Borage leaf, pea and garden mint soup

  • Easy

Enjoy this delicious, seasonal late-spring soup with a recipe from Kathy Bishop and Tom Crowford on their Somerset smallholding

Borage leaf, pea and garden mint soup ©Kathy Bishop and Tom Crowford

Late spring and the smallholding is a hub of activity. The geese are laying eggs all over the orchard, the sheep are ready for shearing, and there is a broody chicken in the coop.

We’re busy seed-sowing, plant-potting and keeping an eye on the beehives for signs of swarming. In the vegetable beds, this season’s newest crops have appeared in wonky rows. Spring onions, twirling pea shoots and fistfuls of borage leaves and flowers are among the pickings.



For the soup

  • Unsalted butter 1 tbsp
  • Spring onions 125g, roughly chopped
  • Fresh peas 125g, (plus extra for serving)
  • Borage leaves 200g, shredded into 1cm strips
  • Chicken stock 1 litre, or vegetable stock
  • Garden mint 4 large sprigs, leaves picked

To serve

  • Fried potatoes 4 tbsp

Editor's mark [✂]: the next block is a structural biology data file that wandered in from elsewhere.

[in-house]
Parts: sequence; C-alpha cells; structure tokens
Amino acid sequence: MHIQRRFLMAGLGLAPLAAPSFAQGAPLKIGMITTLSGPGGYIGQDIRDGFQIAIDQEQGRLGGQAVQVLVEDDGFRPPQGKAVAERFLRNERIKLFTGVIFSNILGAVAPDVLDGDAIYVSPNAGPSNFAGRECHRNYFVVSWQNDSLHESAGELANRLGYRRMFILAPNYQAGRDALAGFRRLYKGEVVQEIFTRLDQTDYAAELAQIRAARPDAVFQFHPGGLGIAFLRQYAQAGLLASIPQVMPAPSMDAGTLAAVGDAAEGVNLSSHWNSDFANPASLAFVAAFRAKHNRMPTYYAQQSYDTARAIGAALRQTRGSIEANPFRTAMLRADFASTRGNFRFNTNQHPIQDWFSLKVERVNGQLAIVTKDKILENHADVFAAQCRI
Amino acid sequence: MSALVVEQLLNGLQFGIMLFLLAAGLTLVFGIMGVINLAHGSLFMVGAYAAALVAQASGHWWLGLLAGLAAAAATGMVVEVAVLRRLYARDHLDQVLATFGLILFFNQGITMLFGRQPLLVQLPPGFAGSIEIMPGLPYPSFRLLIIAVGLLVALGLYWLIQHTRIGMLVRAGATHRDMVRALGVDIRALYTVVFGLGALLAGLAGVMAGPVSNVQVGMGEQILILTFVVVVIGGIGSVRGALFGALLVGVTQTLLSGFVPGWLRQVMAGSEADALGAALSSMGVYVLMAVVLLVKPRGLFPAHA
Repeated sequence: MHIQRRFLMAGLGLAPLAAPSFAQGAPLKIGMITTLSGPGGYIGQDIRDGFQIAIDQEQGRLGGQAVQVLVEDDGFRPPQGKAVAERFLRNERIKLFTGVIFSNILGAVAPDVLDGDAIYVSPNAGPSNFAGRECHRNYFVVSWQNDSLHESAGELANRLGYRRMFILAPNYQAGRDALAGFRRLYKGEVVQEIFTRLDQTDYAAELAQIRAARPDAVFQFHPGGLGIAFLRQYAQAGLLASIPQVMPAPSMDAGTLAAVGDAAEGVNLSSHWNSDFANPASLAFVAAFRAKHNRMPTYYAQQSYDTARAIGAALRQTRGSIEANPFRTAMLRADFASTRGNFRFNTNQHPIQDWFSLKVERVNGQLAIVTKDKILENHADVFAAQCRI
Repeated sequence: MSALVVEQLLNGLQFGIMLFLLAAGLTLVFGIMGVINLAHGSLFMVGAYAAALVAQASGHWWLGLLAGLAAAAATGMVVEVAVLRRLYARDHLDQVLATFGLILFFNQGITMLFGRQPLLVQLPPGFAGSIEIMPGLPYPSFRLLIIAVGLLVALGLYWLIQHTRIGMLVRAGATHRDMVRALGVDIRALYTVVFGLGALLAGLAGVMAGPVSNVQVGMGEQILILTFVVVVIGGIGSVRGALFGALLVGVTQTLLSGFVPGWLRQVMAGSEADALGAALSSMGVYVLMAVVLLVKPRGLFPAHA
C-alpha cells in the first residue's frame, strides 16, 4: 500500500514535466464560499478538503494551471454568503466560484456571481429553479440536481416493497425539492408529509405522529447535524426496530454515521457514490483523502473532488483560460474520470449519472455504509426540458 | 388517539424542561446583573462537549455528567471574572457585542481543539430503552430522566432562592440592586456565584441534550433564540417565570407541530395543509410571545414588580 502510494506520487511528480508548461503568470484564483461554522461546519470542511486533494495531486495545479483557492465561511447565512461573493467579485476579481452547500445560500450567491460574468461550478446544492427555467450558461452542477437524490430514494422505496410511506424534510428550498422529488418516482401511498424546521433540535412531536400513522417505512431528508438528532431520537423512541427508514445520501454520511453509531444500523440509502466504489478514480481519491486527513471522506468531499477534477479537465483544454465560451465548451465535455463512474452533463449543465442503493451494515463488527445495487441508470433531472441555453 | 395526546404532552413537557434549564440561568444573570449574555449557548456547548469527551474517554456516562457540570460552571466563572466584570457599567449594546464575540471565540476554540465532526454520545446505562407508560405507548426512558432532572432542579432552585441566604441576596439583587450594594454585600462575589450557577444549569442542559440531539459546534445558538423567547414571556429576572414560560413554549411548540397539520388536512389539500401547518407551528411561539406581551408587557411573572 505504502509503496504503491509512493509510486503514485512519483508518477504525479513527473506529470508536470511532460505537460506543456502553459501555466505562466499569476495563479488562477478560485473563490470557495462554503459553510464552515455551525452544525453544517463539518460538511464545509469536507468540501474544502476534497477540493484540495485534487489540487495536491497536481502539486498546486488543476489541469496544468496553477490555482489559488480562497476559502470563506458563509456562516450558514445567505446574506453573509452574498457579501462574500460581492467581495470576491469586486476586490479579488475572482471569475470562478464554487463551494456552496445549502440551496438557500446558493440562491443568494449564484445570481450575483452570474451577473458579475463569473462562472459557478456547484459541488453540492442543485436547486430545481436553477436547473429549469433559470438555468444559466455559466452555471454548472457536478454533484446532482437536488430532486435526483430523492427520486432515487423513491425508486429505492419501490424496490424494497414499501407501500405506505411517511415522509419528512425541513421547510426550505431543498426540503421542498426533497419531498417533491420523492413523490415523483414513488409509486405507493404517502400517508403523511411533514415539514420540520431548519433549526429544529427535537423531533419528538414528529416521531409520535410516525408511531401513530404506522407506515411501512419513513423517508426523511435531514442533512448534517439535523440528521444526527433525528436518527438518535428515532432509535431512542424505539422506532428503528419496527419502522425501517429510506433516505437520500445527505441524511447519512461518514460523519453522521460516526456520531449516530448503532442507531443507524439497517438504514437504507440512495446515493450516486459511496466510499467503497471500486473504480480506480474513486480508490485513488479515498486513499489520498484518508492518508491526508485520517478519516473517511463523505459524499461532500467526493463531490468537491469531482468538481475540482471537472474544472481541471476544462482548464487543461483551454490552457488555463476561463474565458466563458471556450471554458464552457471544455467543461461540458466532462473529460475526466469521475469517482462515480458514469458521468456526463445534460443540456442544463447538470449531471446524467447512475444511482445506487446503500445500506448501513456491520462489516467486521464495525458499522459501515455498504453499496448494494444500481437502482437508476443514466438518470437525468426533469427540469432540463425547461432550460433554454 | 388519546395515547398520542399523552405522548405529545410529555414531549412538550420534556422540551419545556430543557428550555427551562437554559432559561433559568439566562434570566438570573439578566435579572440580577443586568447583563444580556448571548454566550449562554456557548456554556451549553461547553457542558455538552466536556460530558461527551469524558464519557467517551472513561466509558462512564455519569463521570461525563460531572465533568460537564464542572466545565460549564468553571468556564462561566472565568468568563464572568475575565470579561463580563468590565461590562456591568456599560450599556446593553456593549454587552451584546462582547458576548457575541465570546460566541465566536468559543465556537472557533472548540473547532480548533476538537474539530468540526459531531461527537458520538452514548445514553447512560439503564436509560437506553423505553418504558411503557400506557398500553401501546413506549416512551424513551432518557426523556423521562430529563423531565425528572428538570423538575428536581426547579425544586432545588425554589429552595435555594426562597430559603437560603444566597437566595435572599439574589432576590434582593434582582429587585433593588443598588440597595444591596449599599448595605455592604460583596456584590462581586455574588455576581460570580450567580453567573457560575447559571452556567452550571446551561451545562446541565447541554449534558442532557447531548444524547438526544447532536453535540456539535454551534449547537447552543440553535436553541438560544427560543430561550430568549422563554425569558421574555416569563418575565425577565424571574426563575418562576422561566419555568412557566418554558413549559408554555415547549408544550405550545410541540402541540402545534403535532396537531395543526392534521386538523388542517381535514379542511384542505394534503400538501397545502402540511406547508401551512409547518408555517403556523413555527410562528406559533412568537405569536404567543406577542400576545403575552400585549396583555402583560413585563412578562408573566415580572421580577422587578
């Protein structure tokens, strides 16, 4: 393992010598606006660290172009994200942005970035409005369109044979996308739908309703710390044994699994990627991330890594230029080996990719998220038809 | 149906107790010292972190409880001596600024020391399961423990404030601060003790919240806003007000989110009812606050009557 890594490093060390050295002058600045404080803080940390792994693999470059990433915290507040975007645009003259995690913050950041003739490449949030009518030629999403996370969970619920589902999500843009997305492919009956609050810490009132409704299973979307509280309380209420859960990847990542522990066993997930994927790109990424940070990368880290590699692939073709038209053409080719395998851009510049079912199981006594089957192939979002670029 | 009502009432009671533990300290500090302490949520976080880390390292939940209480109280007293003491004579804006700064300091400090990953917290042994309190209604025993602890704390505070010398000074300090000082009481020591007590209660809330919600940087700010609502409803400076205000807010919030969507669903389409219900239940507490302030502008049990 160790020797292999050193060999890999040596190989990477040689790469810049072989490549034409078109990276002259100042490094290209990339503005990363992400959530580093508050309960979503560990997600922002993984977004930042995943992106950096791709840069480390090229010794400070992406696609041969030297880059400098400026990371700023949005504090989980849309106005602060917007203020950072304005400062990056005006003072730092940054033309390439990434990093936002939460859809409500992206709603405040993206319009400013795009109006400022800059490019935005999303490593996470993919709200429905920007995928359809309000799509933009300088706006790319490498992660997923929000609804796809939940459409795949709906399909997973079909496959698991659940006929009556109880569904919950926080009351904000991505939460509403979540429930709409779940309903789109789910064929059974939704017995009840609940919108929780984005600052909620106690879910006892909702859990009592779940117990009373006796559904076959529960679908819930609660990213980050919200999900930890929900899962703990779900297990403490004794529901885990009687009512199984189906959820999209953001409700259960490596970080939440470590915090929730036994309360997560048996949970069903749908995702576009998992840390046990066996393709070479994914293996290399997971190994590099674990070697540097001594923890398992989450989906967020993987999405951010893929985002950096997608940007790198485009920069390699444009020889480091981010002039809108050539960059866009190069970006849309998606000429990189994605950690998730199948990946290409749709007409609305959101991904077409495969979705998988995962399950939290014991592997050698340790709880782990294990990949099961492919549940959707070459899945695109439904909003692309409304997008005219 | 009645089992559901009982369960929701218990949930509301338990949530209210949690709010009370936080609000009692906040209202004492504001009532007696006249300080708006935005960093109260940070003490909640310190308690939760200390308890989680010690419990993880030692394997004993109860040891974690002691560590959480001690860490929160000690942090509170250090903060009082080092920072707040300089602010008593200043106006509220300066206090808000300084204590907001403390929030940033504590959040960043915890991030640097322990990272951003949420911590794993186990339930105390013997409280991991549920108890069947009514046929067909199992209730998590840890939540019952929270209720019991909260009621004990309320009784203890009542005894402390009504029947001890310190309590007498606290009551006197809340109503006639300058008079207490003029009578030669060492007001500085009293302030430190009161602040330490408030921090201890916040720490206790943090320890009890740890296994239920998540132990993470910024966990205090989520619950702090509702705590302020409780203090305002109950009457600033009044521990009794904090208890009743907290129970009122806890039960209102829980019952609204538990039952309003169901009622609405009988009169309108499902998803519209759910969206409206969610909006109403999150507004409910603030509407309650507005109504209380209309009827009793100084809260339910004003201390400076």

• 4 poached eggs
  • Borage flowers and pea shoots a handful
  • Extra virgin olive oil


  • Step 1

    Melt the butter in a large pot over a low heat, then add the onions and cook for five minutes until softened. Throw in the peas and cook for a further minute, then stir in the borage leaves.

  • Step 2

    Add the stock and turn up the heat to bring the pot to a gentle simmer (stirring occasionally to encourage the borage leaves to wilt). Add the mint and continue to cook for around five minutes until everything is tender but the flavours are still fresh. Blend the soup until smooth and season well.

  • Step 3

    To serve, put a large spoonful of the fried potatoes in the centre of each bowl. Divide the soup between the bowls, pouring it around the potato ‘islands’, then put the poached eggs on top of the potatoes and scatter over the extra peas, borage flowers and pea shoots. Add a twist of black pepper and a trickle of olive oil to finish.

The Seasonal Table

Kathy and Tom combine running their Somerset smallholding with full-time jobs, and also find time to write a blog called 
The Seasonal Table – a journal of slow food and slow living. 

Find out more about The Seasonal Table:

Words and pictures by Kathy Bishop and Tom Crowford.